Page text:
Covid-19: oropharyngeal microbiota composition as a predictor of mortality?
What if the abundance of the oropharyngeal microbiota could be used to predict mortality for Covid-19 patients from the moment they are admitted to the hospital? This study appears to demonstrate just that, as well as confirming the extent to which antibiotics and ventilation disrupt this microbiota.
About this article
No more age- or weight-based triaging for Covid-19 patients admitted to the hospital. In the future, measuring the abundance of two bacterial species in the oropharyngeal microbiota could become the gold standard, thanks to its superior reliability. These are the claims made by a German team who believe this microbiota plays a crucial role, since it regulates host immunity, homeostasis of the mucous membranes, and defense against pathogens. However, previous studies have been less conclusive. Most likely because the majority focused on patients with severe Covid-19, where numerous intervening factors (e.g., antibiotic therapy, invasive mechanical ventilation, etc.) could also have altered the diversity and composition of the microbiota samples.
When antibiotics and ventilation disrupt the oropharyngeal microbiota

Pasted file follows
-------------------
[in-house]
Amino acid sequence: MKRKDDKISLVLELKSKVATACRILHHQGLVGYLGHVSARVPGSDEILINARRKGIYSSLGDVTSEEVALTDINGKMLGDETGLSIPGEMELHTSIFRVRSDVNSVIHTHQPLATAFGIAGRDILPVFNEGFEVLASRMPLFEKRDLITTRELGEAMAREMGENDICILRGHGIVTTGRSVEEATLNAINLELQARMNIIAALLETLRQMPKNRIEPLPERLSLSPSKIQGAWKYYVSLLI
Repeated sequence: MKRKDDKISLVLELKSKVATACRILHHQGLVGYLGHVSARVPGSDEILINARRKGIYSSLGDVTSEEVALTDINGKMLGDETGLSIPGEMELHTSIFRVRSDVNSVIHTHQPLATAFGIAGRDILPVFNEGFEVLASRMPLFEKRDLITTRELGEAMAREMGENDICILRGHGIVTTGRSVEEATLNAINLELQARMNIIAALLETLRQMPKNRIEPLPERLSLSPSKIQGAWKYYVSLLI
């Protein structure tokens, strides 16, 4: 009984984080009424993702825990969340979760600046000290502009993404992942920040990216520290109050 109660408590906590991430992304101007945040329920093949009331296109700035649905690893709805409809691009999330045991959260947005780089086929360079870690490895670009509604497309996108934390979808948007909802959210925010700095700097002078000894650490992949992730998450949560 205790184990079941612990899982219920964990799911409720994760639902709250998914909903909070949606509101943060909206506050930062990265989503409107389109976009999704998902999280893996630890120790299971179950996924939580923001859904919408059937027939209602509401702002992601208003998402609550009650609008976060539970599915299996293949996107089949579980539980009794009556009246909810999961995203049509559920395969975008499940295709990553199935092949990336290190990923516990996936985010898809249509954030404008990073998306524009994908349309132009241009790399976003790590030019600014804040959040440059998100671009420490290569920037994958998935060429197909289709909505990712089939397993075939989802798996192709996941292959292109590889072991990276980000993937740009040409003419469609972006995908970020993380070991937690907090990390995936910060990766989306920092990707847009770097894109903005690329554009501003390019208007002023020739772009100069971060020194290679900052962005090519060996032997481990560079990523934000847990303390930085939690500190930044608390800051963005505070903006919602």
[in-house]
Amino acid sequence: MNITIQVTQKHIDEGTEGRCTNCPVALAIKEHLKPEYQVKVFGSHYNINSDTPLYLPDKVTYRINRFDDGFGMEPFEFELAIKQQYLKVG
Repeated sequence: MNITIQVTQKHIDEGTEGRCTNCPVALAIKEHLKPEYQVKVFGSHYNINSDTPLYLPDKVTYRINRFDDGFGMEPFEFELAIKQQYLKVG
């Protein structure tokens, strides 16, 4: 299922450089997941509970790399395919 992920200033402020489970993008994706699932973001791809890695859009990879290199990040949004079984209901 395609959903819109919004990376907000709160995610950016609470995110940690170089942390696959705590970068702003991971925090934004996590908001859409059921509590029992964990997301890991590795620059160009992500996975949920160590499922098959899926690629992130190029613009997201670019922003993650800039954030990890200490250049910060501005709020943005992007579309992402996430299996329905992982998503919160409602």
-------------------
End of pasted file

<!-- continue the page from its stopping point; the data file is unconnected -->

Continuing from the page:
This cross-sectional, multi-center clinical study (7 German centers) therefore adapted its methodology: oropharyngeal swabs were taken from 72 healthy adults, 112 patients with non-SARS-CoV-2 infections (mild upper respiratory tract infections or critical pneumonia), and patients with mild, moderate or severe Covid-19 (n=36, 37 and 65). The total study population was 322 participants aged 21 to 93 years.
The results? Broad-spectrum antibiotics and invasive mechanical ventilation appear to destabilize the oropharyngeal microbiota: there is a loss of diversity and severe dysbiosis in Covid-19 patients admitted to the hospital with moderate or severe disease, or when the sampling is performed during prolonged hospitalization.
Two bacterial species can predict mortality
The most important finding was that samples harvested promptly after admission (to avoid alteration due to hospital care) have a signature predictive of Covid-19 mortality, according to artificial intelligence models (machine learning). A lower abundance of two bacterial genera, Neisseria (and more specifically the species Neisseria subflava) and Haemophilus (species Haemophilus influenzeae, parainfluenzae and pittmaniae) considerably increase the risk of death. And this predictive model is more reliable than models based on clinical variables such as age, sex, or obesity. The underlying mechanisms have not yet been explained, but it is possible that these bacteria regulate innate immune response and cytokine production.
The signature of the oropharyngeal microbiota, which is easily accessible upon admission, could therefore be used for patient stratification purposes. Crucially, this would mean better care, more appropriate treatment from the outset, and optimal allocation of resources and intensive care staff.